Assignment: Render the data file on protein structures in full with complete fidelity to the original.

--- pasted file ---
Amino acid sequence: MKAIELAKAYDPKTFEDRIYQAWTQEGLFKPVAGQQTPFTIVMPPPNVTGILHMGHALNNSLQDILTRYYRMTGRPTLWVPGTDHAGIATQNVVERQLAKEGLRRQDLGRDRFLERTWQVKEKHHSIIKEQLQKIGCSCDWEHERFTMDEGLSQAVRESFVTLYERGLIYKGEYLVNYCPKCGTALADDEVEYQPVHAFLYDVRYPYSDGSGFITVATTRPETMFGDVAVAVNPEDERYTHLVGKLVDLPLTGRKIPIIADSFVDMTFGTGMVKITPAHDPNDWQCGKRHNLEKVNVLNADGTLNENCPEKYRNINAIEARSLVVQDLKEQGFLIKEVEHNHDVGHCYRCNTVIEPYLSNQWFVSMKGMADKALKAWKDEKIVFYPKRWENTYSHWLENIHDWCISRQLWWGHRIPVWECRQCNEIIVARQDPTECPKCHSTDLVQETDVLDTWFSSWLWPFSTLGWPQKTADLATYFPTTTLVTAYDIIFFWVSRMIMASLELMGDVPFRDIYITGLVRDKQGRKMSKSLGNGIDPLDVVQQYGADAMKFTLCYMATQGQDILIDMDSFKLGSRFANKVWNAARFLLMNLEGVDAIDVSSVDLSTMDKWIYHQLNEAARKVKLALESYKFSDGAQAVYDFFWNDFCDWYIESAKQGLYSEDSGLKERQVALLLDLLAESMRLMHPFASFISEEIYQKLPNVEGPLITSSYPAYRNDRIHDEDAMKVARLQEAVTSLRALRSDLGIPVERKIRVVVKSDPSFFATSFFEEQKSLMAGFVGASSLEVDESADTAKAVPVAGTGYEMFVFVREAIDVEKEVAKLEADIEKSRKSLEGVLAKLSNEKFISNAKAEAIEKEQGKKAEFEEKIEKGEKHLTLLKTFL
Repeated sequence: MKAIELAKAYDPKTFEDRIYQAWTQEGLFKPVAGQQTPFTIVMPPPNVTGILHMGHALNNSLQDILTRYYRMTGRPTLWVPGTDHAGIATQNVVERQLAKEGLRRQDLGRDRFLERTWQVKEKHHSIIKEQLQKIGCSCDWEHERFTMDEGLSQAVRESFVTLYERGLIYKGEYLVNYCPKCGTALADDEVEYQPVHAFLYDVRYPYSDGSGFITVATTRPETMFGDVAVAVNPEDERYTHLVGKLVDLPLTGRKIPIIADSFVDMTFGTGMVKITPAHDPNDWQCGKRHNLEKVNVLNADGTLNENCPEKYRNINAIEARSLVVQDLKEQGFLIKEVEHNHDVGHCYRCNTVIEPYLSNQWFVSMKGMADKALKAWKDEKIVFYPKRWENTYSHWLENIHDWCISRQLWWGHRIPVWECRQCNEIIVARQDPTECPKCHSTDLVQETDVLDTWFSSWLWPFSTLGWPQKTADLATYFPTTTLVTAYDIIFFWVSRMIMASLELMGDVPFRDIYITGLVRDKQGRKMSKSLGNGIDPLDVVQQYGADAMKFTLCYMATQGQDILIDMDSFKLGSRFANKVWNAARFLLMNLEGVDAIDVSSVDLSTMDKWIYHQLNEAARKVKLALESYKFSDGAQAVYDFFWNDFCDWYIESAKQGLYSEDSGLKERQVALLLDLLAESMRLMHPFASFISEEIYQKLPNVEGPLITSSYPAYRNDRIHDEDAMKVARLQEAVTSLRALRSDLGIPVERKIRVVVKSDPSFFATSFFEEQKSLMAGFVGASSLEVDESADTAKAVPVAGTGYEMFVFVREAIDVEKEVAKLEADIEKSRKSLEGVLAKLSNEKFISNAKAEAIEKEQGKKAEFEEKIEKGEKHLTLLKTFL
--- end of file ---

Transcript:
Amino acid sequence: MKAIELAKAYDPKTFEDRIYQAWTQEGLFKPVAGQQTPFTIVMPPPNVTGILHMGHALNNSLQDILTRYYRMTGRPTLWVPGTDHAGIATQNVVERQLAKEGLRRQDLGRDRFLERTWQVKEKHHSIIKEQLQKIGCSCDWEHERFTMDEGLSQAVRESFVTLYERGLIYKGEYLVNYCPKCGTALADDEVEYQPVHAFLYDVRYPYSDGSGFITVATTRPETMFGDVAVAVNPEDERYTHLVGKLVDLPLTGRKIPIIADSFVDMTFGTGMVKITPAHDPNDWQCGKRHNLEKVNVLNADGTLNENCPEKYRNINAIEARSLVVQDLKEQGFLIKEVEHNHDVGHCYRCNTVIEPYLSNQWFVSMKGMADKALKAWKDEKIVFYPKRWENTYSHWLENIHDWCISRQLWWGHRIPVWECRQCNEIIVARQDPTECPKCHSTDLVQETDVLDTWFSSWLWPFSTLGWPQKTADLATYFPTTTLVTAYDIIFFWVSRMIMASLELMGDVPFRDIYITGLVRDKQGRKMSKSLGNGIDPLDVVQQYGADAMKFTLCYMATQGQDILIDMDSFKLGSRFANKVWNAARFLLMNLEGVDAIDVSSVDLSTMDKWIYHQLNEAARKVKLALESYKFSDGAQAVYDFFWNDFCDWYIESAKQGLYSEDSGLKERQVALLLDLLAESMRLMHPFASFISEEIYQKLPNVEGPLITSSYPAYRNDRIHDEDAMKVARLQEAVTSLRALRSDLGIPVERKIRVVVKSDPSFFATSFFEEQKSLMAGFVGASSLEVDESADTAKAVPVAGTGYEMFVFVREAIDVEKEVAKLEADIEKSRKSLEGVLAKLSNEKFISNAKAEAIEKEQGKKAEFEEKIEKGEKHLTLLKTFL
Repeated sequence: MKAIELAKAYDPKTFEDRIYQAWTQEGLFKPVAGQQTPFTIVMPPPNVTGILHMGHALNNSLQDILTRYYRMTGRPTLWVPGTDHAGIATQNVVERQLAKEGLRRQDLGRDRFLERTWQVKEKHHSIIKEQLQKIGCSCDWEHERFTMDEGLSQAVRESFVTLYERGLIYKGEYLVNYCPKCGTALADDEVEYQPVHAFLYDVRYPYSDGSGFITVATTRPETMFGDVAVAVNPEDERYTHLVGKLVDLPLTGRKIPIIADSFVDMTFGTGMVKITPAHDPNDWQCGKRHNLEKVNVLNADGTLNENCPEKYRNINAIEARSLVVQDLKEQGFLIKEVEHNHDVGHCYRCNTVIEPYLSNQWFVSMKGMADKALKAWKDEKIVFYPKRWENTYSHWLENIHDWCISRQLWWGHRIPVWECRQCNEIIVARQDPTECPKCHSTDLVQETDVLDTWFSSWLWPFSTLGWPQKTADLATYFPTTTLVTAYDIIFFWVSRMIMASLELMGDVPFRDIYITGLVRDKQGRKMSKSLGNGIDPLDVVQQYGADAMKFTLCYMATQGQDILIDMDSFKLGSRFANKVWNAARFLLMNLEGVDAIDVSSVDLSTMDKWIYHQLNEAARKVKLALESYKFSDGAQAVYDFFWNDFCDWYIESAKQGLYSEDSGLKERQVALLLDLLAESMRLMHPFASFISEEIYQKLPNVEGPLITSSYPAYRNDRIHDEDAMKVARLQEAVTSLRALRSDLGIPVERKIRVVVKSDPSFFATSFFEEQKSLMAGFVGASSLEVDESADTAKAVPVAGTGYEMFVFVREAIDVEKEVAKLEADIEKSRKSLEGVLAKLSNEKFISNAKAEAIEKEQGKKAEFEEKIEKGEKHLTLLKTFL